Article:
Dowsed in nothing but sunshine, Easy Life implore us to return to the meandering waves of beautiful modern living with their debut, Life’s A Beach.
Ever since their debut single, Pockets, blew up online in 2017, they have been triumphantly souring into everyone else’s pockets as their installation of melodic indie pop/hip-hop hybrid of indulgence is added to playlist favourites.
We first heard the boys’ fascination with the seaside from their debut EP, creature habits mixtape with Ice Cream in 2018. Signing to Island Records the following year, brought about more musings of modern life as they craft classics like, nice guys, dead celebrities and sangria with fellow lush-romantic, Arlo Parks.
After their anticipated EP, Junk Food in 2020, it would only be a matter of time before their debut was created. Hence, one year on, here we are. With us in the UK edging further towards a sense of normality with adventures, holidays and enjoyment, this album couldn’t have come at a better time for us all. A perfect ample-soundtrack for beach lovers, it is a true enriching compliment of their past crafting aswell as their future sounds.
The FIRST segment is the slow descent into missing your chance on the train back home with ocean view, annoying familiarity with it all in skeletons and thinking of love lost with daydreams.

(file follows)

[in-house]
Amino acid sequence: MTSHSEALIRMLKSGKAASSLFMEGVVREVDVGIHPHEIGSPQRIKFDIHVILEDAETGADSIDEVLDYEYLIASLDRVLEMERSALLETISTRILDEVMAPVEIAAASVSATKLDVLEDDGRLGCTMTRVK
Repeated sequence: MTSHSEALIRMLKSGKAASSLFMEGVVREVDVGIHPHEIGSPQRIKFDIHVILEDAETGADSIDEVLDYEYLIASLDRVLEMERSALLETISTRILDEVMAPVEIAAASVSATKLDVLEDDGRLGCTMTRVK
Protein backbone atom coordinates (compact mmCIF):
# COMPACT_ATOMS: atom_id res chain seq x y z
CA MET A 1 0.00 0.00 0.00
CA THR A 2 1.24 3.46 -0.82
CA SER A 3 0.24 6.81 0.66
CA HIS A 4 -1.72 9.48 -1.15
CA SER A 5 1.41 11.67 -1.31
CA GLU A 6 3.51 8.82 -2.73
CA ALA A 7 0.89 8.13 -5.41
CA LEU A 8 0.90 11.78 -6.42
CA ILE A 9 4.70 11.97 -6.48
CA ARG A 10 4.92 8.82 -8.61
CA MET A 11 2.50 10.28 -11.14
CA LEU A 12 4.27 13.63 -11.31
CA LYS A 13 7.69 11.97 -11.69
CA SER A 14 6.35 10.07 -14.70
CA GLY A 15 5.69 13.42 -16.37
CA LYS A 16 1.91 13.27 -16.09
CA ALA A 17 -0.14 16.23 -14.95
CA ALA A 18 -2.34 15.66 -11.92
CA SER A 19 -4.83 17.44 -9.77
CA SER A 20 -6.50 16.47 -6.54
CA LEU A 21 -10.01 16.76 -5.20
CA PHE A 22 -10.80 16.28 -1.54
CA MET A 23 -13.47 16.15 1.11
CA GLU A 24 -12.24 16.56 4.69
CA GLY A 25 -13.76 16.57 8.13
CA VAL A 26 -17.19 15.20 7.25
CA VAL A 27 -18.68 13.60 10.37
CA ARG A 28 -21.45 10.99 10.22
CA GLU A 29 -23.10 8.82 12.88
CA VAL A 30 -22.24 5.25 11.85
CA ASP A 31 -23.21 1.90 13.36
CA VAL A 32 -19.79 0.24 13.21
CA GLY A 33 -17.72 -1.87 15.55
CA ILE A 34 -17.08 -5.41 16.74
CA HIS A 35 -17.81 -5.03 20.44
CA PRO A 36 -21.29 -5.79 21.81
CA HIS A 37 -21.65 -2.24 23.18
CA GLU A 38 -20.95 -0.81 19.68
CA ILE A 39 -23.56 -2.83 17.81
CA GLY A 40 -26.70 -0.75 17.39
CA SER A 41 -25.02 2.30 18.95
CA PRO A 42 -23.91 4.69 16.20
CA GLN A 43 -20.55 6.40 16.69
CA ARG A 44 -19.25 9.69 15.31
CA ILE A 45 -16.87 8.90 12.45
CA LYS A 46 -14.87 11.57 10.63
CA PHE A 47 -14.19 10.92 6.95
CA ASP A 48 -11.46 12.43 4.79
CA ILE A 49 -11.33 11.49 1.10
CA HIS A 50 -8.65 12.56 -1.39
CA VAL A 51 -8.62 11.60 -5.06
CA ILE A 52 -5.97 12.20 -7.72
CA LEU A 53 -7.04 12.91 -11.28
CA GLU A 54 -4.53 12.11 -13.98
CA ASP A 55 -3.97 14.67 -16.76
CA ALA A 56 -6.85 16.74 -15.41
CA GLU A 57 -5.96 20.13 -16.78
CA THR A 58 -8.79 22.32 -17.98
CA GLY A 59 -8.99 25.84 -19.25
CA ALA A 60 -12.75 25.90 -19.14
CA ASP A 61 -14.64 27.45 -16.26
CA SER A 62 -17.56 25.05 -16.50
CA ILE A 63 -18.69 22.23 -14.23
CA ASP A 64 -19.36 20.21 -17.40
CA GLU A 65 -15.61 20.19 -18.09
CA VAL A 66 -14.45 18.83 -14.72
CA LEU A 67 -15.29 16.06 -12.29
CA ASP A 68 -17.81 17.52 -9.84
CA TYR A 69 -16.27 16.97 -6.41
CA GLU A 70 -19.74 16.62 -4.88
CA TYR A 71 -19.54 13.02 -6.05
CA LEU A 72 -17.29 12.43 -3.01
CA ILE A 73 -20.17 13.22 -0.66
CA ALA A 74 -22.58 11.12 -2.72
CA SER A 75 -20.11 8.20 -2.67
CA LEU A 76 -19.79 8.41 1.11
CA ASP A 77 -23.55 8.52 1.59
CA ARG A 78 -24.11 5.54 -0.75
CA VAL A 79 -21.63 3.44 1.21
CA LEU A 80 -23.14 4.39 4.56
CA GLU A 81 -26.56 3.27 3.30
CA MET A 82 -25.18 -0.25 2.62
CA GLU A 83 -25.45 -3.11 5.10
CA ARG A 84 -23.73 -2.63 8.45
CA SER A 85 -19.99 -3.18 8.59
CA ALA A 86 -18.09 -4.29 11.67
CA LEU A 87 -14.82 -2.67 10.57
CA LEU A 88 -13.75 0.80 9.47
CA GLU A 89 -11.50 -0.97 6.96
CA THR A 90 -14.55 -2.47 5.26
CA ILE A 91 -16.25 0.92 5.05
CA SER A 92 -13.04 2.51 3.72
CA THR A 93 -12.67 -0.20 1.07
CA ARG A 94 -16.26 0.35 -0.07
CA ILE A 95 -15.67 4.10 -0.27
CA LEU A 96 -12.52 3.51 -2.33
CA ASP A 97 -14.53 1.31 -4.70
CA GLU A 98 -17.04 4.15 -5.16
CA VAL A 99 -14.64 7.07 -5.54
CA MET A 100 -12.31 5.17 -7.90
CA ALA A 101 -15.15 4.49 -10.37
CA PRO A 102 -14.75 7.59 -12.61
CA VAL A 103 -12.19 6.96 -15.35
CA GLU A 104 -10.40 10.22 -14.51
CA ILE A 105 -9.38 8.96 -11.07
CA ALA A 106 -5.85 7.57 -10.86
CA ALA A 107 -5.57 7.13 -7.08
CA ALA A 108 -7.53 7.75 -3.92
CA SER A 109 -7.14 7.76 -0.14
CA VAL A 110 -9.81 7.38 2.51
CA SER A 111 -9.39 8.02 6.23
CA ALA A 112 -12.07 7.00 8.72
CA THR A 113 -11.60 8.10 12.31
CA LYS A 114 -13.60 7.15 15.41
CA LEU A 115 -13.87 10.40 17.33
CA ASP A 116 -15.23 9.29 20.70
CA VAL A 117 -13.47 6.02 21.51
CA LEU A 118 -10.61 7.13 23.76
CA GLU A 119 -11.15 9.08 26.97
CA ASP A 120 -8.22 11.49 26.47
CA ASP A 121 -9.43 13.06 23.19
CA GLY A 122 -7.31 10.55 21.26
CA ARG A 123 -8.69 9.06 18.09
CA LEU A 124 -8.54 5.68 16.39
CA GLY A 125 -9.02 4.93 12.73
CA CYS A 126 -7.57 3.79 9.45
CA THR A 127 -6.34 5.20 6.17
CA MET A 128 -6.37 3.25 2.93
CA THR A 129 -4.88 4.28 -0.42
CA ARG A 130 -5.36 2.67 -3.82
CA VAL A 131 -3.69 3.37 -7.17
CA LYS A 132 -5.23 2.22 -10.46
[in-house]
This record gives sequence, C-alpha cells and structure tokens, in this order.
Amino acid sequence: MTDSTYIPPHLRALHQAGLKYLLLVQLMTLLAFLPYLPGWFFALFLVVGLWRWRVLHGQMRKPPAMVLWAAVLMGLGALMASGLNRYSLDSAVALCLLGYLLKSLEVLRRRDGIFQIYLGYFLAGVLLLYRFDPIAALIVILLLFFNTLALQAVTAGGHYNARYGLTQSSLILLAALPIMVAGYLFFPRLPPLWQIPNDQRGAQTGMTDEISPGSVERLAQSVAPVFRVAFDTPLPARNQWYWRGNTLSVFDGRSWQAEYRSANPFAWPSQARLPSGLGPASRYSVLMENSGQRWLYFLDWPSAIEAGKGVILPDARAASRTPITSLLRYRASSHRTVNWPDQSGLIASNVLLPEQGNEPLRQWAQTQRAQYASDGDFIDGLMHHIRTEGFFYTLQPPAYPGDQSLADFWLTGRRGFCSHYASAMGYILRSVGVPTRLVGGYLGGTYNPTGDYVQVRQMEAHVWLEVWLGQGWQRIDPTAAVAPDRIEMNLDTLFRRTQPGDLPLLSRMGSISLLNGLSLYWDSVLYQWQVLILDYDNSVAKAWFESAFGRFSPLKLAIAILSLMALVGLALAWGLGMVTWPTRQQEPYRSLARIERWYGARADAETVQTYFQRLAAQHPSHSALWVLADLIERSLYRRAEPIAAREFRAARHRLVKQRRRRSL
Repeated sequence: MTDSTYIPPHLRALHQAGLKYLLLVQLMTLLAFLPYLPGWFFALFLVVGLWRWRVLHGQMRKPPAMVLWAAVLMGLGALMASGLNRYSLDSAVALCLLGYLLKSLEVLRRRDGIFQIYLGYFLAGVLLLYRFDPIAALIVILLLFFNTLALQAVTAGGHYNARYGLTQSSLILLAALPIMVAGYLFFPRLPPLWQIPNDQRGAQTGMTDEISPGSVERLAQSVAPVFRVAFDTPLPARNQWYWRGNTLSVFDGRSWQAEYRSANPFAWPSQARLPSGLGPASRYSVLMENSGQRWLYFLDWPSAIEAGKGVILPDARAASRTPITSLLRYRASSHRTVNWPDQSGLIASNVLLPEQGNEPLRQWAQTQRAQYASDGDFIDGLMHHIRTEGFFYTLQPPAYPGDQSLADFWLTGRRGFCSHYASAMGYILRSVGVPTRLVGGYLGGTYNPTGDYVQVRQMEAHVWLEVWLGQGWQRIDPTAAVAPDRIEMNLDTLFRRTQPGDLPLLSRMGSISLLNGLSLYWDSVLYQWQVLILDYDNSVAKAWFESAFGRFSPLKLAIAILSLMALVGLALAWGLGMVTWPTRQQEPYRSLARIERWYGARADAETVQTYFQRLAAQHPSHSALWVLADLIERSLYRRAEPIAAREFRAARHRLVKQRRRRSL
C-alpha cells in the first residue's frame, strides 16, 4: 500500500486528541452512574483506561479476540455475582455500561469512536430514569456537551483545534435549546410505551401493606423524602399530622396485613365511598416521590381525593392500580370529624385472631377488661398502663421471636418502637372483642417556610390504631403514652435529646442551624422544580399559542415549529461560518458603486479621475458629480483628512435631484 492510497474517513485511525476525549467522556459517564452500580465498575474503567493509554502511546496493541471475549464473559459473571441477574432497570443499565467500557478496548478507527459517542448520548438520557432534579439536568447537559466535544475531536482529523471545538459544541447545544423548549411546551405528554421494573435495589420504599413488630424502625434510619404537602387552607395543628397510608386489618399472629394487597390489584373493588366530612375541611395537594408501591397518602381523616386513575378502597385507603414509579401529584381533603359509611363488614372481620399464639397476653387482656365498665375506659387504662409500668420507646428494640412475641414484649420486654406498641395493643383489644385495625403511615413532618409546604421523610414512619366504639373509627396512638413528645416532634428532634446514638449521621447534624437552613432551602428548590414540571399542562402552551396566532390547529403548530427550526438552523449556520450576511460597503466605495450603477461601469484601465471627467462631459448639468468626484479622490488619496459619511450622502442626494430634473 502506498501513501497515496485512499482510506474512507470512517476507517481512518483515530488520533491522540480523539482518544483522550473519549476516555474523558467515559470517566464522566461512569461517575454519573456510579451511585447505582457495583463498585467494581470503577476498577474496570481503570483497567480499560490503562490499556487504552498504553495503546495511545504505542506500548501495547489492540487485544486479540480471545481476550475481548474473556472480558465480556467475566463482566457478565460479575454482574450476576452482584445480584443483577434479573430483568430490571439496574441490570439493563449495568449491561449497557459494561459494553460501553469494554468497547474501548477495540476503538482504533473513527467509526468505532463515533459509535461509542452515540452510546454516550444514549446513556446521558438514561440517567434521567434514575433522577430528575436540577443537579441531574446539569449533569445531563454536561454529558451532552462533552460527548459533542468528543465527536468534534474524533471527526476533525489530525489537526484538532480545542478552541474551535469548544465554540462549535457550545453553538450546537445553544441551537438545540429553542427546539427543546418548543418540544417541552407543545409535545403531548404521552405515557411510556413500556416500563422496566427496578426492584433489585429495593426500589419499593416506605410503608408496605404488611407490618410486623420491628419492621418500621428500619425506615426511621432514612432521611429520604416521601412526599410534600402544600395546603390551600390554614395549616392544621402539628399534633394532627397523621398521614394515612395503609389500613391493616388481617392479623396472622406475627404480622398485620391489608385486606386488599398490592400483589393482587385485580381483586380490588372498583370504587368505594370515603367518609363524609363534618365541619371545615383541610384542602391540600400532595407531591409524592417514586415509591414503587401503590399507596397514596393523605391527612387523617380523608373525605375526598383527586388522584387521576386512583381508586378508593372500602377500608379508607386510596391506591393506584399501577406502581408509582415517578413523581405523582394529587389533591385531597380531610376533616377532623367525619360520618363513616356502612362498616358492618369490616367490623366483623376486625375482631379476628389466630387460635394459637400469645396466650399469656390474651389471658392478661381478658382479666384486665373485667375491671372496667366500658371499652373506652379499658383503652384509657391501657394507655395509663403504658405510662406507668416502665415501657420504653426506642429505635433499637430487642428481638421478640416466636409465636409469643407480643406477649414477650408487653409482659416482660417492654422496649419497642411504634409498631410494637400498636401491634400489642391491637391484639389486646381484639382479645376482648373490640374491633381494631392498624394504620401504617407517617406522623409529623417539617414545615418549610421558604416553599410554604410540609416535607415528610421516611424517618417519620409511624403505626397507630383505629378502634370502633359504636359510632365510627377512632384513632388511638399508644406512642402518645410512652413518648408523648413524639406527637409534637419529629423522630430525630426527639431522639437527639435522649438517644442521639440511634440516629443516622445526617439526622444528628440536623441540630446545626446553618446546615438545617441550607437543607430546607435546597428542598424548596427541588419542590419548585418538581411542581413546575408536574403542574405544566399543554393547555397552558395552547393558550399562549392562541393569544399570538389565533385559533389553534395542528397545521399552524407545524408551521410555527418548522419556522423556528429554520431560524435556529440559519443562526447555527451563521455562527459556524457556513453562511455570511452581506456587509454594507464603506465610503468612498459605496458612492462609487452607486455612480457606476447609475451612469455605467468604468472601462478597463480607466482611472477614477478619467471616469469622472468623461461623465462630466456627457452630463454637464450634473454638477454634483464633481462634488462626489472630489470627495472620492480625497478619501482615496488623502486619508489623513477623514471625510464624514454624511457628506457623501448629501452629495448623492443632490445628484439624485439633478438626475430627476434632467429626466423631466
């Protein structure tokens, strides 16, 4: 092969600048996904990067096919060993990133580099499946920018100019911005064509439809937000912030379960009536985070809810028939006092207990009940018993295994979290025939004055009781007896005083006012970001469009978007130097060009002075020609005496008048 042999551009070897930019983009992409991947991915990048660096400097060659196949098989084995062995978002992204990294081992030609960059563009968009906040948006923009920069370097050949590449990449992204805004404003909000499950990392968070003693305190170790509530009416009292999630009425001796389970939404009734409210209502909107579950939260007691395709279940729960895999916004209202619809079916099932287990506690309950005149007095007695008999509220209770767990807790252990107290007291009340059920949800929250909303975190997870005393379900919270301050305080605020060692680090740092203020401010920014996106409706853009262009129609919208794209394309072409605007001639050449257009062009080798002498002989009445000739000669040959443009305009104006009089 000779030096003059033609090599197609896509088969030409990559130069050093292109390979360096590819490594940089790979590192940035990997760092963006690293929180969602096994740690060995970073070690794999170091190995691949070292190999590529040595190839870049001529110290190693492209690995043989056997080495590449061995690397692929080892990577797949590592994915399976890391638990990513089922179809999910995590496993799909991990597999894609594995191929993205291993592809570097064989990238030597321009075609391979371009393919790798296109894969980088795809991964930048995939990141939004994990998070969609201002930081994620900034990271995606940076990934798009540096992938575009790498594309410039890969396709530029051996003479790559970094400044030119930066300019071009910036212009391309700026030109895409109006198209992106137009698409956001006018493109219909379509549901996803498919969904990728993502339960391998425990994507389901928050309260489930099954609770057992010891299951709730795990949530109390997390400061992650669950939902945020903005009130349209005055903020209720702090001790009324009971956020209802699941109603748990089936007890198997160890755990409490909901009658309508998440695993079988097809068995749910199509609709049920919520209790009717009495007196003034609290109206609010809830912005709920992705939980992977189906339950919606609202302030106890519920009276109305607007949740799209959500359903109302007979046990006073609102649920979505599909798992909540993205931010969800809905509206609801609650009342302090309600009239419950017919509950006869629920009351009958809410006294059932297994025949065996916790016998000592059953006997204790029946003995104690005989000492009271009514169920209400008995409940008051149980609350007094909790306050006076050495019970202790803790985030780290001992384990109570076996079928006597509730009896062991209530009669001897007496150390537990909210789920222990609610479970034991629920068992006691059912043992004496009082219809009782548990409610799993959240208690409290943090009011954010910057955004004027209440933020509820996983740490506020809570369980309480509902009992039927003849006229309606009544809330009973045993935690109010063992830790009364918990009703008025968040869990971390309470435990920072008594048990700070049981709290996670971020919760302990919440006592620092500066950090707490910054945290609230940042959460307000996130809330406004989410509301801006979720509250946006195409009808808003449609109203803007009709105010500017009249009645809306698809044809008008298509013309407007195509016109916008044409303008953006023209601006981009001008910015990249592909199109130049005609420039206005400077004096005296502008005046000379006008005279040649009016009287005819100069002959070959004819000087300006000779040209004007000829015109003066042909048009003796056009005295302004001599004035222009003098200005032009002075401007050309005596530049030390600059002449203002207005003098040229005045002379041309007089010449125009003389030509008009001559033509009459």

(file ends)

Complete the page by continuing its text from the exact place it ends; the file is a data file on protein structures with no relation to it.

The SECOND segment of the album is one of sombre intrigue and melancholic flavourings that we have not really heard from their style as of yet.
The juxtaposition in the relationship tale between optimistic have a great day to wishful thinking daydreams and finally to the sinking-ship familiarity in lifeboat – it a fantastic journey.
Much like its album artwork of the bobbing car in the beautiful blue, the album’s concept teeters on uncertainty and tranquility with heartbreak at the coast.
Despite the bubbly potion-pourings of delight, lyricist Murray draws on its sombre stories of mental health and modern living issues.
… After all in the end, life’s a beach is a surprising reminder that despite all its beauty, the seaside can be a pipe-dream, eventually trawling us into a nightmarish landscape – all the while, giving us everlasting hope of having a taste of the old …
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